Teen STI Card—HIV

Think you can’t get HIV and AIDS? Are you positive?

Every year, nearly 4 million American teenagers get a new STD (sexually transmitted disease).1,2 If you’ve had sex, you could have an STD. Some STDs cause symptoms. Others don’t. You could have one now and not even know it. Just because you don’t know you’re infected doesn’t mean you’re not being affected. Some STDs make you sick today and others cause problems like cancer, infertility or death later. So get your facts straight about HIV (Human Immunodeficiency Virus) and AIDS (Acquired Immune Deficiency Syndrome).

What is it?

HIV is a virus that invades the immune system and destroys it over time; this reduces a person’s ability to fight off infections and cancer. People with HIV eventually develop AIDS, which is often fatal.

How do you get it?

You can get HIV from contact with infected blood or body fluids during vaginal or oral sex, and the risk is greatly increased if you have anal sex, multiple partners or shoot drugs.3 Infected pregnant girls can pass it on to their babies.4 You don’t get HIV from the type of casual contact you have at school.

What happens if I’m infected?

At first, you may just have short-lived, flu-like symptoms (tiredness, fever aches). You may have no other symptoms for years.5 Even with no symptoms, you can still pass on the disease during sex. If you go on to get AIDS, you may get multiple infections that other people fight off easily.

How do you treat HIV and AIDS?

Most people with HIV can prolong their lives by carefully taking medicine every day for the rest of their life. These drugs are expensive, hard to take and have side effects.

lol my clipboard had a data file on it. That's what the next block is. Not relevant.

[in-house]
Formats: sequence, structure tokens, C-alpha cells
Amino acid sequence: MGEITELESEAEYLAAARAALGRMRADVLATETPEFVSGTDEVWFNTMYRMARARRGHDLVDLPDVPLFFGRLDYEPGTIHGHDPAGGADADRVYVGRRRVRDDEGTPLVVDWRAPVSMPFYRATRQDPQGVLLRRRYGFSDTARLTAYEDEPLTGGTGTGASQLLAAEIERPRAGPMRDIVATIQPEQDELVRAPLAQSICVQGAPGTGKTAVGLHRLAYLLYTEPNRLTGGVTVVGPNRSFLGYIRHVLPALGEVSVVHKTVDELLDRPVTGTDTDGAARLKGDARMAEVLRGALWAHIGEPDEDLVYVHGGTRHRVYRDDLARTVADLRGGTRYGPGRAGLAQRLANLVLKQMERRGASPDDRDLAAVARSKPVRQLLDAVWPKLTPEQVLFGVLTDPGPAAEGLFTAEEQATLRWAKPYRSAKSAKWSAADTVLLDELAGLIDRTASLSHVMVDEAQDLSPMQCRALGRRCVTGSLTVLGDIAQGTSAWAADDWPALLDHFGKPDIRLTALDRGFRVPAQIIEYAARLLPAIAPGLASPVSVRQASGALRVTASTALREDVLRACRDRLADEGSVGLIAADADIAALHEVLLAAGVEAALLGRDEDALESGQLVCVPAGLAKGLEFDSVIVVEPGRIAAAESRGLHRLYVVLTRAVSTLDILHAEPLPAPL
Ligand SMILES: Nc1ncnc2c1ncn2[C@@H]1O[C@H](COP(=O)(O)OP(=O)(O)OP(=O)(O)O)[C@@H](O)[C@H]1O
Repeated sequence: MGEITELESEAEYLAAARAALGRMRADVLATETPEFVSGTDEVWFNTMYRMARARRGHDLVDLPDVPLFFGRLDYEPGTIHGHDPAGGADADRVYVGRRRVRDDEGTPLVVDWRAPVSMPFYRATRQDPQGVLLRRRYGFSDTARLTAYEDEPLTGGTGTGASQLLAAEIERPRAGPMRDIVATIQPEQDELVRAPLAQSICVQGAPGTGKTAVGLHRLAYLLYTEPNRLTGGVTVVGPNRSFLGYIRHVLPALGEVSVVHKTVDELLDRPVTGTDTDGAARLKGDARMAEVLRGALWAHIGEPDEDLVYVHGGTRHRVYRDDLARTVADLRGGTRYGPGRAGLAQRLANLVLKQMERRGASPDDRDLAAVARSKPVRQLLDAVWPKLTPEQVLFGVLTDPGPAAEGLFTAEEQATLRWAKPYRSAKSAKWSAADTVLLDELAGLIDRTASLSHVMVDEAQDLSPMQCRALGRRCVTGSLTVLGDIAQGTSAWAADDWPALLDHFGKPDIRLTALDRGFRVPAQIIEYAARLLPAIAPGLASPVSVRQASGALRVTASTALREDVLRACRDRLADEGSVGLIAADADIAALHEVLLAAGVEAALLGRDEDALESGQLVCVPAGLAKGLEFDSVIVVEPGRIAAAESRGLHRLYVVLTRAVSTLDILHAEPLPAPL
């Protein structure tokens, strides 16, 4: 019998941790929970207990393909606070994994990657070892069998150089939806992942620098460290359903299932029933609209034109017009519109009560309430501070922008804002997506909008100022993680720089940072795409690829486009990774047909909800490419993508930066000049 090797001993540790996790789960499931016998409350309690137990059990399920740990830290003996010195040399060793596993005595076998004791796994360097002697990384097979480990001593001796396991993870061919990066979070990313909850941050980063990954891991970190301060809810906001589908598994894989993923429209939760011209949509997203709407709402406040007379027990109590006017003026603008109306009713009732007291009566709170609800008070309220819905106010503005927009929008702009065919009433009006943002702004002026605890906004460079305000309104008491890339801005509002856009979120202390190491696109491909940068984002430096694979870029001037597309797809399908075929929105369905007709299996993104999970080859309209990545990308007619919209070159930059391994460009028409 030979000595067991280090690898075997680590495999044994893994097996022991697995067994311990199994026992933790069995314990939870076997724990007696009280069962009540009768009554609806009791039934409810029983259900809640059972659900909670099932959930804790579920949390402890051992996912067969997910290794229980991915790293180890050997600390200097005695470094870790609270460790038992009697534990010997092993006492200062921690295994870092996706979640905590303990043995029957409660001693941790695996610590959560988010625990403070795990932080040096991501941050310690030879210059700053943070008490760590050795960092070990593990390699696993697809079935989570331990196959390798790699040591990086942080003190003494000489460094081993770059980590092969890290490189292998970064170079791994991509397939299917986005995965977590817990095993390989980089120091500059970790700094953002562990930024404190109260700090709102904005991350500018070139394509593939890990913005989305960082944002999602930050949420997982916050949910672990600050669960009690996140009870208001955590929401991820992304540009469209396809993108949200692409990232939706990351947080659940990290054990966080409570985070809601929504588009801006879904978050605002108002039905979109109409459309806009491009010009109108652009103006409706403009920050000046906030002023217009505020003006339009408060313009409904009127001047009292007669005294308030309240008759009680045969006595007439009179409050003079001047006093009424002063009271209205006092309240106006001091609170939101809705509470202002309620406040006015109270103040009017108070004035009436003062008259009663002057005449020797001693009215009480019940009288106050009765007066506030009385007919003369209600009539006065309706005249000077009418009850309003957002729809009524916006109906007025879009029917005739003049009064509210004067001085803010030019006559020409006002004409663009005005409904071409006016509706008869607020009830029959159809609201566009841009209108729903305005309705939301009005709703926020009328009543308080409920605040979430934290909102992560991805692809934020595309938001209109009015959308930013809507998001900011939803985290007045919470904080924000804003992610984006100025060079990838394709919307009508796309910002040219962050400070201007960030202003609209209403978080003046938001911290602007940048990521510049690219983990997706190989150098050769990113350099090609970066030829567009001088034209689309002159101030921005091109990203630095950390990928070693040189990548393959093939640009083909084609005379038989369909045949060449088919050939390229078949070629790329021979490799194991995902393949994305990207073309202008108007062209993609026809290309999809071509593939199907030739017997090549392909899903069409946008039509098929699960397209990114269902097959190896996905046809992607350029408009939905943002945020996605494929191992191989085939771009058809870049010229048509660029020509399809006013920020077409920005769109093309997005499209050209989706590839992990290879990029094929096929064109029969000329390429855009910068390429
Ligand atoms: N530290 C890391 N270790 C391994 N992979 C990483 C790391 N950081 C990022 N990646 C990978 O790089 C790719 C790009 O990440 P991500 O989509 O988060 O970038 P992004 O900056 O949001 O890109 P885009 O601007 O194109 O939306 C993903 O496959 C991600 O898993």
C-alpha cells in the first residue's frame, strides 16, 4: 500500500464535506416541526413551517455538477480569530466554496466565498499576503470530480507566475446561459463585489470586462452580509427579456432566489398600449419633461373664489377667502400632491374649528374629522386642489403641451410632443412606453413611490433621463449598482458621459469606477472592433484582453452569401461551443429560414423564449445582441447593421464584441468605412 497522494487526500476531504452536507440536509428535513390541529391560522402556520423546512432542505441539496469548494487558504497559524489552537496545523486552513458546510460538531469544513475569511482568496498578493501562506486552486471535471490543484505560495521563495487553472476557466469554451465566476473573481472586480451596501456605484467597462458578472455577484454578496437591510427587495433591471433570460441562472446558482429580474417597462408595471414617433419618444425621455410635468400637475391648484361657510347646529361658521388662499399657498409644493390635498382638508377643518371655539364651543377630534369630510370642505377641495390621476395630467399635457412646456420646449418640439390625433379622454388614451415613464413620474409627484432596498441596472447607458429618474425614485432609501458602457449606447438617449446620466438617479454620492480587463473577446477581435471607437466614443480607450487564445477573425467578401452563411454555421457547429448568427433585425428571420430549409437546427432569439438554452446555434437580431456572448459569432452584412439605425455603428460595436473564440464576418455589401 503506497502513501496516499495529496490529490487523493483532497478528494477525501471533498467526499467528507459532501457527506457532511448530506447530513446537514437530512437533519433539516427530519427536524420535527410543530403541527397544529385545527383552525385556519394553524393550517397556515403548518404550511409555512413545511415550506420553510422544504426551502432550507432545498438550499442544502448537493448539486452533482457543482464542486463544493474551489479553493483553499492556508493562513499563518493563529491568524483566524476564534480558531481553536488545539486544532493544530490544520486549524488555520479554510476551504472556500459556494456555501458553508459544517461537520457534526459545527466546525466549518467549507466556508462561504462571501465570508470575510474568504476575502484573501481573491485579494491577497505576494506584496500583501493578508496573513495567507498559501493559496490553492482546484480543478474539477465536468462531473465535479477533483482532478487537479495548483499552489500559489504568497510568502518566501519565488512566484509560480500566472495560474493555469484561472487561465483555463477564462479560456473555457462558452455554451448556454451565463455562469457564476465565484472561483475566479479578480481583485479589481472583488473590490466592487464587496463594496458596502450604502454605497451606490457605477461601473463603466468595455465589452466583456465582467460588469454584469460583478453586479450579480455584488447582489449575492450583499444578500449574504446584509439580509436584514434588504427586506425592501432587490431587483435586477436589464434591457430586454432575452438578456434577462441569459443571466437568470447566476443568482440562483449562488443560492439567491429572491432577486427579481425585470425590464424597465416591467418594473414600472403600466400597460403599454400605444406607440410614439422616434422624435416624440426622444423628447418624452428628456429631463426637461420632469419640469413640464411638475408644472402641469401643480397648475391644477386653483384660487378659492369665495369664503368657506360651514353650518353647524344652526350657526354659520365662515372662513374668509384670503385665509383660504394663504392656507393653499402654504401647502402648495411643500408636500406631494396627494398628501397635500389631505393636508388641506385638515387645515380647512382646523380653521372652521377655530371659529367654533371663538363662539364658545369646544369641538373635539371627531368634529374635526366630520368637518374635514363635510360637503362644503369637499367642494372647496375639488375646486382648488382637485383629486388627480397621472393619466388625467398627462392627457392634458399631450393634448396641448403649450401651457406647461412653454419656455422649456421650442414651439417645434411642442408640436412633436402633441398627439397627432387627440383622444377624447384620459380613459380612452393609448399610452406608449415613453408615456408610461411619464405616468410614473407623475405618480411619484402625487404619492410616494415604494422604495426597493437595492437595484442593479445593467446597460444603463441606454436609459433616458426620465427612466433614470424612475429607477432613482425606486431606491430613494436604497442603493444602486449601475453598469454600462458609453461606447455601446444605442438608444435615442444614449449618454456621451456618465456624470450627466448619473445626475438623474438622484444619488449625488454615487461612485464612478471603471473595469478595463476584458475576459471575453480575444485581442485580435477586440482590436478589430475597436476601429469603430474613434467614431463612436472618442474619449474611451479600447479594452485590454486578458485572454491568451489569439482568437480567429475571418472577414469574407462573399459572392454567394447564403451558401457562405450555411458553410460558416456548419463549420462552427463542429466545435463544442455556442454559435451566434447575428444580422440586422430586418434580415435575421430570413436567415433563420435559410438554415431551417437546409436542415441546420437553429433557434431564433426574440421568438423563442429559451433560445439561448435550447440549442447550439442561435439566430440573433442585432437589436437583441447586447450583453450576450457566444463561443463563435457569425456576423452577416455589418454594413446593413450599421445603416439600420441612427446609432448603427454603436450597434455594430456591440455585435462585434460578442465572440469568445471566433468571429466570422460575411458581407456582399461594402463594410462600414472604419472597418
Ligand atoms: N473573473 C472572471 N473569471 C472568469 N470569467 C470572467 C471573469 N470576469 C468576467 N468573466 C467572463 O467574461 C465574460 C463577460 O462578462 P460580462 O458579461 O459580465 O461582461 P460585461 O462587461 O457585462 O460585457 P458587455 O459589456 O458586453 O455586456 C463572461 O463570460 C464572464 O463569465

Am I safe if I always use a condom or switch to oral sex?

Using condoms exactly as directed every time you have sex can reduce your risk of getting HIV by about 85%.6 However, this still leaves a significant chance of getting a deadly disease. It is also possible for HIV to be passed during oral sex.

What can I do to avoid being infected with HIV and AIDS?

Don’t shoot drugs. If you’re single, abstain from sexual activity. If you get married, be faithful. If you haven’t had sex (oral, vaginal or anal) and don’t shoot drugs, your chances of getting HIV and AIDS are small. Already had sex? Get checked out—and next time, get your facts straight.


1 American Social Health Association. Sexually Transmitted Diseases in America: How Many Cases and at What Cost? Menlo Park, CA: Kaiser Family Foundation, 1998. Available at: http://www.kff.org/womenshealth/1445-std_rep.cfm. Accessed 2008 Aug 20.

2 U.S. Department of Health and Human Services. Healthy People 2010: Understanding and Improving Health. 2nd ed. Washington, DC: U.S. Government Printing Office, November 2000. Available at: http://www.healthypeople.gov/document/html/volume2/25stds.htm#_ednref28. Accessed 2008 Aug 20.

3 Del Rio C, Curran JW. Epidemiology and prevention of acquired immune deficiency syndrome and human immunodeficiency virus infection. In Mandell GL, et al., eds. Principles and Practice of Infectious Diseases. 6th ed. Philadelphia, PA: Elsevier, Inc; 2005:1477-1506.

4 Ibid.

5 Sterling TR, Chaisson RE. H. General clinical manifestations of human immunodeficiency virus infection (including the acute retroviral syndrome and oral, cutaneous, renal, ocular, and cardiac diseases). In: Mandell GL, Bennett JE, Dolin R, eds. Principles and Practice of Infectious Diseases. 6th ed. Philadelphia: Elsevier; 2005:1546-1566.

6 Davis KR, Weller SC. The effectiveness of condoms in reducing heterosexual transmission of HIV. Fam Plann Perspect. 1999;31(6):272-279.

Article from: https://www.medinstitute.org/resources/references/teen-sti-card-hiv/